From September 13th to October 11th 1997 Galerie Nelson will present cibachrome photgraphs by the American artist Craig Kalpakjian.
Craig Kalpakjian composes images of photography. The images could be seen as models of different types of spaces as perceived from the inside and the outside. The end result though, is not a photographic model of reality, but rather a disturbingly beautiful image that mimics photography's supposed representation of reality. The impression of fragility and instability of the materials used to actually construct such spaces is echoed by the uncertainty of the perception of the image. The walls, ceilings, doors and floors form the skins or facades that cover other spaces and underlying networks, implied or real.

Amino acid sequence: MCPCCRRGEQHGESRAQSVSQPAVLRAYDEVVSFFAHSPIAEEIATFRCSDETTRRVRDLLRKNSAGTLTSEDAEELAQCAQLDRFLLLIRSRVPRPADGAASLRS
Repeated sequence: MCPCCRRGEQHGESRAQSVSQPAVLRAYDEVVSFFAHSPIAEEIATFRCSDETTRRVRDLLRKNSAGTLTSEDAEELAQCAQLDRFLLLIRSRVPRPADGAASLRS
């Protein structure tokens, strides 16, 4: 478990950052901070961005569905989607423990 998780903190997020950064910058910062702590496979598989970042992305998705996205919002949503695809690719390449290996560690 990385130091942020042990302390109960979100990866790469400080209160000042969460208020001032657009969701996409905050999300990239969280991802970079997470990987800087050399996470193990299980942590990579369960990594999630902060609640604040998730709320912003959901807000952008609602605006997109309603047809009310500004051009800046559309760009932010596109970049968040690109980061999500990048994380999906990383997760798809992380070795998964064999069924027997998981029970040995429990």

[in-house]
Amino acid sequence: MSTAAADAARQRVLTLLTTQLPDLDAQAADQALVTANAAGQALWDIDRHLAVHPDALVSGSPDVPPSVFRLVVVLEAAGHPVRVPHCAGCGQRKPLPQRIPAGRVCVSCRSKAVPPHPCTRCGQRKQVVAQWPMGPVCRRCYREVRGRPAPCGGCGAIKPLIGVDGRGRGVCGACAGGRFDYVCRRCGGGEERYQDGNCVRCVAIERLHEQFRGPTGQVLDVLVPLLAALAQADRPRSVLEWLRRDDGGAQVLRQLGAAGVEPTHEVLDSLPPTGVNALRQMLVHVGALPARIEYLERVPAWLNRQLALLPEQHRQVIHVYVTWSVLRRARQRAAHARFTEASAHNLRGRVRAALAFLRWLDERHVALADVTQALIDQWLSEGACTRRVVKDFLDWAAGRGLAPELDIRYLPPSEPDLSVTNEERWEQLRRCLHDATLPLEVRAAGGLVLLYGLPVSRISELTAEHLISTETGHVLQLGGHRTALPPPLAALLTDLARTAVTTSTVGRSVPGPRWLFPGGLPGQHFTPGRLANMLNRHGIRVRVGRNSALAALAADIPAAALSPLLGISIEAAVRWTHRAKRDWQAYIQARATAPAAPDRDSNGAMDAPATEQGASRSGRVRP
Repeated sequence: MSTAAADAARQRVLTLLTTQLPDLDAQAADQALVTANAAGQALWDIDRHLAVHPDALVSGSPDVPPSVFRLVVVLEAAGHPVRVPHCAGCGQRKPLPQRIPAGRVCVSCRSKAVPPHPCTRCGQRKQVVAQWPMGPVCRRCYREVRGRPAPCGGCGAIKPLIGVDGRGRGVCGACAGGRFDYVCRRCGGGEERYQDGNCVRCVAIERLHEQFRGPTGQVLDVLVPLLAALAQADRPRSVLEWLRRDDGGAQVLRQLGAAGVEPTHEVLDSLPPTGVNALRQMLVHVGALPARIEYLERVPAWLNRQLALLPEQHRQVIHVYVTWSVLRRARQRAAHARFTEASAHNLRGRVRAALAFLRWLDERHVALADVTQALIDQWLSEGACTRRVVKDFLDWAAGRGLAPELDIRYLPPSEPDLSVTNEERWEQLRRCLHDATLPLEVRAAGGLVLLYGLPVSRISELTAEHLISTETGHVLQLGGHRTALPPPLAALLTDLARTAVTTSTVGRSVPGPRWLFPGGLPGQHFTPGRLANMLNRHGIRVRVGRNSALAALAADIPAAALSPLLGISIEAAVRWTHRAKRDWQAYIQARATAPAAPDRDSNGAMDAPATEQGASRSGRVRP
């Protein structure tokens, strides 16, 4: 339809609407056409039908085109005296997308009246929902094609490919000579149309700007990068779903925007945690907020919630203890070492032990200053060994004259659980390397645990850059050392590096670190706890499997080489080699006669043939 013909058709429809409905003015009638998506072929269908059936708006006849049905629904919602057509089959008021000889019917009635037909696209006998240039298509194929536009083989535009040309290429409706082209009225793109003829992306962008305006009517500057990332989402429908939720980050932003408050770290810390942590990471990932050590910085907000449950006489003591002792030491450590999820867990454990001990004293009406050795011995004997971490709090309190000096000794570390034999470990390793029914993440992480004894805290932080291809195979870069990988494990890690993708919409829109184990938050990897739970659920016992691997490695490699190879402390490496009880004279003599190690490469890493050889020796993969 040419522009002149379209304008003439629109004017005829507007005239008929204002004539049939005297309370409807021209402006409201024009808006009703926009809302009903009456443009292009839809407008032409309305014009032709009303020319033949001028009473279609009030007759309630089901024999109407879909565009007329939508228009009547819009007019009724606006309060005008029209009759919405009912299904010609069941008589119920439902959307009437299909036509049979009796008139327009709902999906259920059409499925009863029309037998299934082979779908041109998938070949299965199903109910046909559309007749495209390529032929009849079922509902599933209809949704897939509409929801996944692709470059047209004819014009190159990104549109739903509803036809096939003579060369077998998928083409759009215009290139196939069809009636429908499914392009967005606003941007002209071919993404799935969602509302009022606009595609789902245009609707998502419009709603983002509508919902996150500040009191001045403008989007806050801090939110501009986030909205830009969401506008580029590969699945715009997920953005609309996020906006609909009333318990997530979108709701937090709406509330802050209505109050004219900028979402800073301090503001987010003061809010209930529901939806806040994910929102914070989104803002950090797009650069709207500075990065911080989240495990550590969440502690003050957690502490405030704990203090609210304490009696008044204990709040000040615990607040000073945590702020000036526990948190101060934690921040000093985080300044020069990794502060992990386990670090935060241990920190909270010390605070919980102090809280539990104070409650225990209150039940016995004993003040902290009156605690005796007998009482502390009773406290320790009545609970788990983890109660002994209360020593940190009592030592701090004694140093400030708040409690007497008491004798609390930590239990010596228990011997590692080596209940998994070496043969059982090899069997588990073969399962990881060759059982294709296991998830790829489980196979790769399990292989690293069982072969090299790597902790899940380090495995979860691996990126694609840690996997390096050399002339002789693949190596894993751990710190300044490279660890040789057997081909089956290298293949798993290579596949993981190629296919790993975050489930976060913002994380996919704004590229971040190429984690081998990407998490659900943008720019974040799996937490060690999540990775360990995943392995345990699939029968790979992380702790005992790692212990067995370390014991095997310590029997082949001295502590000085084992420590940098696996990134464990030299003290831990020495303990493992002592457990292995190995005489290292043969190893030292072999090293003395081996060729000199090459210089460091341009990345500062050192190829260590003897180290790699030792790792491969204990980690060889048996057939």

Each image is completely rendered by computer. They portray entrances, passages, corridors, objects and interiors absent of people. Within the images one is moved toward the perception of other types of spaces beyond those depicted. No
photographed element of reality has been integrated into the image. Constructed from his imagination, at first glance the images appear real. What betrays their reality is the perfection of detail. The colours are so smooth, the light is so even, the plains are so unerringly perfect that each defined space appears almost to be its own infinity, distinct and autonomous, yet juxtaposed to others to create an image with the tonal subtlety of minimal painting and the spacial eeriness of Stanley Kubrik's films.